Quote of the day: Nothing contributes so much to tranquilize the mind as a steady purpose — a point on which the soul may fix its intellectual eye. ~ Mary Shelley

Peter and I went for a two mile walk today which was challenging given that the humidity was back! However, a change of scenery was greatly needed. I continue to be fighting a migraine, and though I am functioning, I am still in pain. Tomorrow is July 23, which may seem like just another calendar day, but for us it is a day in which our world was profoundly changed. Because on July 23 of 2008, Mattie was diagnosed with cancer. I can recall how Mattie was diagnosed and every aspect of how that day played out. It is almost like a record playing in my head, with scenes, voices, and feelings permanently in my memory bank! A cancer diagnosis day is a traumatic day for anyone, and chances are if you ask people impacted by the disease, they can tell you about their day quite vividly. However, in Mattie's case, I received this information over the phone in a hospital's radiology waiting room. I brought Mattie into the hospital for a simple x-ray, expecting to find out he sprained his arm or tore a ligament. In the radiology waiting room, I was surrounded by six other people waiting for their test results. At first the radiologist wouldn't tell me the results. He wanted me to return to Mattie's pediatrician's office for the news. However I told him I wasn't moving a step without knowing what he knew. I remember feeling so stunned, physically ill, and yet externally I was calm, cool, and focused because I had Mattie with me and I did not want him to panic. Yet while going through this, I had six people I did not know staring at me and Mattie while I was on the phone! Little did I know, this was going to be one of many more days to come, in which I would be receiving terrible scan results on Mattie's condition. All of this remains with me, and it is no wonder now when I have to go to a hospital and wait for scan results that I am totally on edge. In my mind scans are associated with terrible and life threatening news, and my once innocent attitude on the world, has been crushed. Because I know bad things do happen to good people, and age doesn't matter, since at any age one can be stricken by a life threatening illness.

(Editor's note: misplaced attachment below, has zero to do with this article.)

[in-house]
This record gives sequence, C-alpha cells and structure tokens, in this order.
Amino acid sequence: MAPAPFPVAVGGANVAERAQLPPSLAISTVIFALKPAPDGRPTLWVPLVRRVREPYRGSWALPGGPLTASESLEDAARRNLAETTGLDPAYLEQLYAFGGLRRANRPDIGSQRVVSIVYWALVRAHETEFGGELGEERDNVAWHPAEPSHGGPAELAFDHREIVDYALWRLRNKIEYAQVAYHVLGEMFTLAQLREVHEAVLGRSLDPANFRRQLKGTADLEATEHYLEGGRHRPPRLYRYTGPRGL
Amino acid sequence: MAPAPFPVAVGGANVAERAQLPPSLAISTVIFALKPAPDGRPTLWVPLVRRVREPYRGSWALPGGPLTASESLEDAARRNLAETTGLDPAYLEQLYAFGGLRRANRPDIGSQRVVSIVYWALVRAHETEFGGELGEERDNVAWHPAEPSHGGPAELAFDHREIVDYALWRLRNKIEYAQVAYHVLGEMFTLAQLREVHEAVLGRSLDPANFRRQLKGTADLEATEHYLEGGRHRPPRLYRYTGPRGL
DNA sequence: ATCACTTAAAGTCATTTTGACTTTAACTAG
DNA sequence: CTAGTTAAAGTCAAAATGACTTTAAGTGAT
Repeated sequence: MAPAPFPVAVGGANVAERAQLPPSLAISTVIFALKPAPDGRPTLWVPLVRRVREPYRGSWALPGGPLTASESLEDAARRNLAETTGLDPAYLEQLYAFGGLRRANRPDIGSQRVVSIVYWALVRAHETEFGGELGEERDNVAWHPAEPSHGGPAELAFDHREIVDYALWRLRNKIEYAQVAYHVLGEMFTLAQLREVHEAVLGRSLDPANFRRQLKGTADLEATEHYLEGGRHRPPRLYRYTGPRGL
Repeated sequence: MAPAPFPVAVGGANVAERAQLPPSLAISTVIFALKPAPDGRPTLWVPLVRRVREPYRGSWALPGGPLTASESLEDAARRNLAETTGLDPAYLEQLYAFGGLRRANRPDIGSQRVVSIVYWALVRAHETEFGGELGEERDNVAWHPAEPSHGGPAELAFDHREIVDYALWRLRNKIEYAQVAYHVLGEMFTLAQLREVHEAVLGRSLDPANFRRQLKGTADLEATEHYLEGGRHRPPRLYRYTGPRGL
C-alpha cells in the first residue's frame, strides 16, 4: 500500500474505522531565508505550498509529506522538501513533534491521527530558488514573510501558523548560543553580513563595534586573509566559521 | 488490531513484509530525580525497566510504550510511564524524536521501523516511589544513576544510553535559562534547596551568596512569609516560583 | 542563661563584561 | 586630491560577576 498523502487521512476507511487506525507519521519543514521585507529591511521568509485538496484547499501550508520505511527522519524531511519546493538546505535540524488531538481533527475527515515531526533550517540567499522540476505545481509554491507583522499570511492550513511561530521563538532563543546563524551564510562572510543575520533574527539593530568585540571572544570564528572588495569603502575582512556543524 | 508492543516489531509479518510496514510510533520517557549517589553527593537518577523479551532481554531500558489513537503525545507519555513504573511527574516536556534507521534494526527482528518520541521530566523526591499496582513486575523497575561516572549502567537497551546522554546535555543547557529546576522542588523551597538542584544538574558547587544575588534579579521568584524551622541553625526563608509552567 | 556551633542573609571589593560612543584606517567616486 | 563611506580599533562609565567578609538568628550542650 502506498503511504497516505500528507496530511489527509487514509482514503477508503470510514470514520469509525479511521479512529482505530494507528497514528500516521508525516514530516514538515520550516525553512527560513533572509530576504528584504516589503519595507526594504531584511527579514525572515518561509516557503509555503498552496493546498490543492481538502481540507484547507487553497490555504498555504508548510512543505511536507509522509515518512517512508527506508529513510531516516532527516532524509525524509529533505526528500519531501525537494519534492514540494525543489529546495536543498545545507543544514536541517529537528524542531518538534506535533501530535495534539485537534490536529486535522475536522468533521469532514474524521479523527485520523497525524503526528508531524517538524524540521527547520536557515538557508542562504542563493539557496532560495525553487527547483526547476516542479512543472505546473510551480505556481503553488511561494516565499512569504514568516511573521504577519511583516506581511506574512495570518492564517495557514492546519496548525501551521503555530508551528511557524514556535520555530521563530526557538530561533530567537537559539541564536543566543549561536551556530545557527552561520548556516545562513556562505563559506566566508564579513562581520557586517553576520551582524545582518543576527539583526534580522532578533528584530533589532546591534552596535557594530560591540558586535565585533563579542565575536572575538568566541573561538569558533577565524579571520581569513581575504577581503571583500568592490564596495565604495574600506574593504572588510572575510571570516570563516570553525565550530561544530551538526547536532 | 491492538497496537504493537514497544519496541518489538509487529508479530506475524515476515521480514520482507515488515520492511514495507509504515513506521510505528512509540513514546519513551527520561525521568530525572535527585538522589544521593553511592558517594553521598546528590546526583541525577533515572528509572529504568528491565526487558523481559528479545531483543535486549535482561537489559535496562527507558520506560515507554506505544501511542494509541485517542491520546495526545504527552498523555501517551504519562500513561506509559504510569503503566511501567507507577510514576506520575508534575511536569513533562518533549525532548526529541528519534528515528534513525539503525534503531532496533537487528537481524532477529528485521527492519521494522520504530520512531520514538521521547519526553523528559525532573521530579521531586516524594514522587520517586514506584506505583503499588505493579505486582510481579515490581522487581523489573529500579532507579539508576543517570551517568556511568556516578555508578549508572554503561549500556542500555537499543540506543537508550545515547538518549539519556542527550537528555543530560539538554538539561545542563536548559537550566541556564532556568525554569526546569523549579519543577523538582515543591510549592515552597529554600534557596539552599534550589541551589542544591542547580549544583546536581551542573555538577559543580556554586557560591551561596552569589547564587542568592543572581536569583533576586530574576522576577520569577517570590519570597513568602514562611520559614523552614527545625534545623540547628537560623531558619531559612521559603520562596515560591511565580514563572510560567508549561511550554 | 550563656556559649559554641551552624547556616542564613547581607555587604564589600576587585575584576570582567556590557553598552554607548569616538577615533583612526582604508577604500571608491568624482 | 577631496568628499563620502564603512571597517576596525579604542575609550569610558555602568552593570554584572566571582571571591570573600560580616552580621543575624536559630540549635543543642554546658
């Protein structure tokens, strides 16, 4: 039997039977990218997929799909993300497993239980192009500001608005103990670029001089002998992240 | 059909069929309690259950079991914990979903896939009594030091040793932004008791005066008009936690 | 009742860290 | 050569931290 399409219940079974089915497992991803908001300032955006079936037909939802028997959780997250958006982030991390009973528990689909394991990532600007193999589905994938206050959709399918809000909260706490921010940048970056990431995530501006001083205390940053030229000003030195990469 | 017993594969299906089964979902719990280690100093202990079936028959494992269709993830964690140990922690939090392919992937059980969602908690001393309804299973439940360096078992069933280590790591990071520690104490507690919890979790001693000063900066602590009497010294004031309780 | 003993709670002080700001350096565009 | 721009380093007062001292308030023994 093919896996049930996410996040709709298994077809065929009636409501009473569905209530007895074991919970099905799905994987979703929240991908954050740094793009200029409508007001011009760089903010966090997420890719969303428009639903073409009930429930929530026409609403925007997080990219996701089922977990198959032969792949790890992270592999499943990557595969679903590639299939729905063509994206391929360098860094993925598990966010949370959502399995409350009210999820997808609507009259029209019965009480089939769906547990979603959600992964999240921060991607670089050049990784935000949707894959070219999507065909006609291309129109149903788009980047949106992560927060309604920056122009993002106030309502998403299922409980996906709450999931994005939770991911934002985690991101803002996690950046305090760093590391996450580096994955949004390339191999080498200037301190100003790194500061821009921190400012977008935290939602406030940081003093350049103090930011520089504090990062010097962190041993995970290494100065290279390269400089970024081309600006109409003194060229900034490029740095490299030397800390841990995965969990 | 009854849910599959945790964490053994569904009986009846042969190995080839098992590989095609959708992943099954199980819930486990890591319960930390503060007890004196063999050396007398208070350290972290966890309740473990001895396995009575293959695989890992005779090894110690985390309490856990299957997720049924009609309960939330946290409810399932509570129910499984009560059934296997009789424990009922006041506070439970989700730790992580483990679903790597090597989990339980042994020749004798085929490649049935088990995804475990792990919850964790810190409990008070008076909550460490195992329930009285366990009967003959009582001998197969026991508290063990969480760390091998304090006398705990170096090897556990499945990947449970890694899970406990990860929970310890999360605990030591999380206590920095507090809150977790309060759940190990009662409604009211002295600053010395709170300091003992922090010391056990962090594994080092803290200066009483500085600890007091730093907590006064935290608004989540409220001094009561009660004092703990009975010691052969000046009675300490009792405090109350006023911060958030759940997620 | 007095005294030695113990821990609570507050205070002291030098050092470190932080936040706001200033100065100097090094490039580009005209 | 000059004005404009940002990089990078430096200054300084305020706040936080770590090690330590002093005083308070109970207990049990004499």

I would like to share two photos with you from our walk today. Along our journey we came across this beautiful flower, which to me looks like a huge hibiscus. Not a flower you expect to see right outside a large government building in the middle of the city.

I affectionately call this picture, DC Ducks. While we passed a park along our walk, the fountain was surrounded by ducks!